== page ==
COLUMBUS (WCMH) — NBC4 WCMH-TV general manager Ken Freedman spoke about the status of AT&T/DIRECTV negotiations to Mark Blazor on WTVN on Monday.
AT&T U-verse and DIRECTV pulled NBC4 WCMH-TV from their lineup on July 4 at 1 a.m. DIRECTV and AT&T U-verse did not accept a contract extension offer by Nexstar Media, parent company of NBC4 WCMH-TV for the right to continue to air your favorite news stories around the Columbus, Ohio area.
Nearly a week and a half after being pulled from the air, Freedman discussed the situation with Blazor in an interview on iHeart Radio’s WTVN.
“This happens from time to time with local channels,” Blazor said. “Can you shed some light on the how and the why something like this happens?”
“We take our responsibility of having news and information, sports, weather–we think of ourselves as first responders whether that’s tornadoes or floods, earthquakes–so it is very frustrating for us to not be able to do this,” explained Freedman. “Our parent company — we’re owned by a company called Nexstar Broadcasting — our parent company has never had an outage of this magnitude before. And we are in 100 markets in the country and 174 television stations in the country…We’ve negotiated hundreds and hundreds of these deals, and the market — I mean, companies like DIRECTV and AT&T, Charter Spectrum, Dish Network, WOW!, companies like that, have agreed that our prices represent a fair market value. But since AT&T bought DIRECTV some time ago, they’ve initiated hundreds of these outages. In fact, just a year and a half ago, in the fall of 2017, AT&T U-verse and DIRECTV took our competitive station in the market, WBNS 10-TV, off the air for 5 weeks.”
“We were negotiating in good faith, and we expected to reach a successful conclusion of that negotiation on July 3,” Freedman continued. “AT&T said you don’t have to notify your viewers–if we had known this was coming, we would have had a crawl on our news. We didn’t do it, because AT&T said to us we were going to reach a successful conclusion, and I guess when it got down to the 11th hour when we didn’t, they unilaterally pulled the plug on our station and some 170 other television stations that Nexstar owns across the country. Around the time that happened, there was severe weather — a hurricane approaching Hawaii, significant earthquakes in California that affected California and Nevada, we’ve also had the hurricane and tropical storm in Louisiana, so these are our sister stations around the country that are not able to report and tell people what’s going on in their community, so this was not our choice to do that.”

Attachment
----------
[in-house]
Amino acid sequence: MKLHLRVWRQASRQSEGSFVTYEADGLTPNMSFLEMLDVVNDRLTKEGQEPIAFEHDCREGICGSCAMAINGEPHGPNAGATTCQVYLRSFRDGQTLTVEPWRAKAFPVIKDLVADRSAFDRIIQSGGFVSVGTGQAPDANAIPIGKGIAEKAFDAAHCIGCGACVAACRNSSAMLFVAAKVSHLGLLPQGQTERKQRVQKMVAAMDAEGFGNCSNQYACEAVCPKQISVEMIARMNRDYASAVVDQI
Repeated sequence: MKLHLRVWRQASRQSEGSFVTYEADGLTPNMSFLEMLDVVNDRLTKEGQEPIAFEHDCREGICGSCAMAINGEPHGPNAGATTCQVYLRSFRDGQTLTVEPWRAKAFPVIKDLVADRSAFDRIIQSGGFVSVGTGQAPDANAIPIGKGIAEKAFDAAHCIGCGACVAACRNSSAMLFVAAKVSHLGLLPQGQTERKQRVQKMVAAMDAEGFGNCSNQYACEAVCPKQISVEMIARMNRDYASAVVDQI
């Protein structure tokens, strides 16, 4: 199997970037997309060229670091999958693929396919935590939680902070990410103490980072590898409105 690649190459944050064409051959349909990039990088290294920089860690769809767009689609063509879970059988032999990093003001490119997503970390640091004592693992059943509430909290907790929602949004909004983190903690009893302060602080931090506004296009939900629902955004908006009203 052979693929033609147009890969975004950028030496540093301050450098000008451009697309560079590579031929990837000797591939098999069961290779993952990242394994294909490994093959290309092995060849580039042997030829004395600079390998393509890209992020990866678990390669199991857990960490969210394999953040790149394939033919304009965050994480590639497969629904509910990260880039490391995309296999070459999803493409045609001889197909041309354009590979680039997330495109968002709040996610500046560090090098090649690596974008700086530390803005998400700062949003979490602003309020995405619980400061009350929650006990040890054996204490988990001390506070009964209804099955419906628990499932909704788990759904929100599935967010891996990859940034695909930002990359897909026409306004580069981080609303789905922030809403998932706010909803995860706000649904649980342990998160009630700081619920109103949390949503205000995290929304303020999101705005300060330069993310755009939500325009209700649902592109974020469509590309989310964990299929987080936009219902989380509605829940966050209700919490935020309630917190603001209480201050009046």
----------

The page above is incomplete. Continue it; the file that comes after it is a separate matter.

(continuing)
“Most people don’t realize because our cable bills are so difficult to read…but when you look at your cable channels, and there’s hundreds of them–you’re actually paying for all of those channels, you just don’t realize it, it’s buried in your bill. You don’t watch most of that stuff that comes into your house. The average household watches 10 or 11 channels with regularity. Now, the 10 or 11 that you watch may be different than the 10 or 11 channels that I or someone else watches. But the reality is, that in those 10 or 11 channels, stations like channel 4 or channel 10 or channel 6 are in that group of 10 or 11 channels that are being watched, so it’s really because of our channels that the cable companies were able to build their business and have a successful product.”
“So at the end of the day…if you’re on DIRECTV or AT&T U-verse and you’re not getting NBC4, the easiest thing you can do is go out and get an HD antenna, but that doesn’t solve the original problem with the carrier?” Blazor asked.
“There are alternatives, Charter Spectrum, Dish, WOW–those are all alternatives,” Freedman said. “I would tell people to call AT&T [at 855-937-9469] and tell them to put their channel 4 back on in Columbus, Ohio….I would tell you this, too. When you think about it, we have an enormous amount of journalists that work in our building. The reason that newspapers around the country are having a hard time, is because there is so much diversity of media out there, and it costs a lot for us to do Football Friday Nites every week in the fall, it costs a lot for us to have dedicated meteorologists and journalists doing newscasts–we produce more local content every day than any station in the market, and really all we’re asking AT&T and DIRECTV for is a fair market value for our product that they pass through and make a profit on.”
To stay updated on the latest with the negotiations, visit nbc4i.com/keepnbc4